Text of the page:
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May 2022

Mary Beth Meehan and Fred Turner, “Seeing Silicon Valley”

Thursday, May 5 @ 5:00 pm - 6:30 pm
MIT Building E15, Room 318 (Common Area) and streamed on Zoom, 20 Ames Street
Cambridge, MA 02139 United States

Acclaimed photographer Mary Beth Meehan and Silicon Valley historian and media scholar Fred Turner discuss their recently published and award-winning book Seeing Silicon Valley: Life inside a Fraying America.

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April 2022

“Saving the News: Why the Constitution Calls for Government Action to Preserve Freedom of Speech,” a Conversation with Martha Minow and Heather Hendershot

Thursday, April 14 @ 5:00 pm - 6:30 pm

Minow proposes a new fairness doctrine, regulating digital platforms as public utilities, using antitrust authority to regulate the media, policing fraud, and more robust funding of public media.

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March 2022

Jens Pohlmann, “Platform Regulation and the Digital Public Sphere: Comparing the Discourse in Germany and the United States”

Thursday, March 31 @ 5:00 pm - 6:30 pm

Analyzing the discussion about a German anti-hate speech law called the Network Enforcement Act and the debate about a reform of Section 230 of the Communications Decency Act in the United States.

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Racquel Gates, “Reintroducing Melvin Van Peebles”

Thursday, March 17 @ 5:00 pm - 6:30 pm
Livestream MA United States

Gates considers the history of her own research on Van Peebles’s films, and details the pleasures — and challenges — of trying to create a bridge between the worlds of academic film studies and more public facing consumer film culture.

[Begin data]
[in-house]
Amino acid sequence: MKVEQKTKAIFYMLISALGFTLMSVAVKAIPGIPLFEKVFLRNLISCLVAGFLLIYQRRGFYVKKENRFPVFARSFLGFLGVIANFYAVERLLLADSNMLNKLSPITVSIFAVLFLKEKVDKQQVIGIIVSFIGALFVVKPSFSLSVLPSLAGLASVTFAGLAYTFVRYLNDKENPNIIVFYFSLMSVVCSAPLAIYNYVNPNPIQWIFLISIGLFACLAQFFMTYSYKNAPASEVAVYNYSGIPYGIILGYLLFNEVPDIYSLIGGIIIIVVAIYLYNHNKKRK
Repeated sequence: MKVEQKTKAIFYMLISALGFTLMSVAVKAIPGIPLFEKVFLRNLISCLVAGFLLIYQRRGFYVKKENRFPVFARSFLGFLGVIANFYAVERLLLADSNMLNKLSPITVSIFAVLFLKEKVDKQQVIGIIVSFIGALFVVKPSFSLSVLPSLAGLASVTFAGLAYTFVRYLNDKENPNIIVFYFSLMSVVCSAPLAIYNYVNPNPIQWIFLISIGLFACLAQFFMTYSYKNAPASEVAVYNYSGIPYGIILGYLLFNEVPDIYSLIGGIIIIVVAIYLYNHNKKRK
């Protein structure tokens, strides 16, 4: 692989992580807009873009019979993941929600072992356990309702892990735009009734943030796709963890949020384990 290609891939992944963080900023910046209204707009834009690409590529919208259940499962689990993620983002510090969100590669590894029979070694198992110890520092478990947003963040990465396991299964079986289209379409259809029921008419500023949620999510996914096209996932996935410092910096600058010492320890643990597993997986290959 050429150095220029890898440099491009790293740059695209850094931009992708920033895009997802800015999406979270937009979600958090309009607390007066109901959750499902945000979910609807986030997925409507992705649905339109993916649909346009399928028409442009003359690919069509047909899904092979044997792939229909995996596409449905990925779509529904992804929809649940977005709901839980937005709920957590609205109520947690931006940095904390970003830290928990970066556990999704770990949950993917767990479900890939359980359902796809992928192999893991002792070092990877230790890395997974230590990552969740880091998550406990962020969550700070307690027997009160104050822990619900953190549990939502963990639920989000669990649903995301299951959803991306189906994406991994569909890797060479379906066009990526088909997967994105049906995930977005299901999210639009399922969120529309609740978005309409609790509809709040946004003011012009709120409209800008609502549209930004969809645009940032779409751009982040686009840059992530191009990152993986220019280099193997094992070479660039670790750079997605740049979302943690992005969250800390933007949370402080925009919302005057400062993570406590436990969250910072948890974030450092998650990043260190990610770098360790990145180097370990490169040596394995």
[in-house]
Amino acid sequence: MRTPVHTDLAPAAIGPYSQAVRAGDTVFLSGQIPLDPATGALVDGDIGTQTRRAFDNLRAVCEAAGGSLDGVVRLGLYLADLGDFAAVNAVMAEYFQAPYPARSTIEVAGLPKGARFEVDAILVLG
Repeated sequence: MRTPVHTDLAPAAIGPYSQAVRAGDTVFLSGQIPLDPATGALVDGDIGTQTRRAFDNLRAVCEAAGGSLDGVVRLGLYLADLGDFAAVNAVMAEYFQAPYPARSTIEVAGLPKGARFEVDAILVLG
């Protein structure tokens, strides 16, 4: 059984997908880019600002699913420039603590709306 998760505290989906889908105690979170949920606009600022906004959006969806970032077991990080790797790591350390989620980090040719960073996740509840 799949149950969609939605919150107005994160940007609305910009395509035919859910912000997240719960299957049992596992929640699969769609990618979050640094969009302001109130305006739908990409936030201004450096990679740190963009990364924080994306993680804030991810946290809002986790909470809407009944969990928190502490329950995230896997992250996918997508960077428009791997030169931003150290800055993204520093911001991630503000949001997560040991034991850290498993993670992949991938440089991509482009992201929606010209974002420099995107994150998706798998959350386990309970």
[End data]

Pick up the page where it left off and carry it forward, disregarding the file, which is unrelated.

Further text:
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Katherine Jewell in conversation with Ian Condry, “Party City: WMBR, Institutional Change, and Democratic Media”

Thursday, March 10 @ 5:00 pm - 6:30 pm
MIT Building E15, Room 318 (Common Area) and streamed on Zoom, 20 Ames Street
Cambridge, MA 02139 United States
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How MIT radio station WMBR, with a license held by an independent non-profit corporation, built a meaningful community institution despite transformations within the university, its student body and organizations, as well as regulatory changes.

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February 2022

Hillary Chute, “Maus Now: Spiegelman’s Graphic Novel and the Present Tense”

Thursday, February 24 @ 5:00 pm - 6:30 pm
Livestream MA United States

Chute highlights what Spiegelman’s comics narrative, which is about history, reveals about the form’s capacity both to register the continuousness of history and also to function in today’s context as a text of resistance to fascism.

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Jorge Caraballo, “How to Use Audio Storytelling to Cultivate a Community and Keep it Engaged”

Thursday, February 17 @ 5:00 pm - 6:30 pm
Livestream MA United States

Jorge Caraballo will draw from experience as the former Growth Editor at Radio Ambulante – Latin America's most popular documentary podcast – and highlight different ways in which storytelling can be the starting point of new collective identities.

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Eric Freedman, “Non-Binary Binaries and Unreal MetaHumans”

Thursday, February 10 @ 5:00 pm - 6:30 pm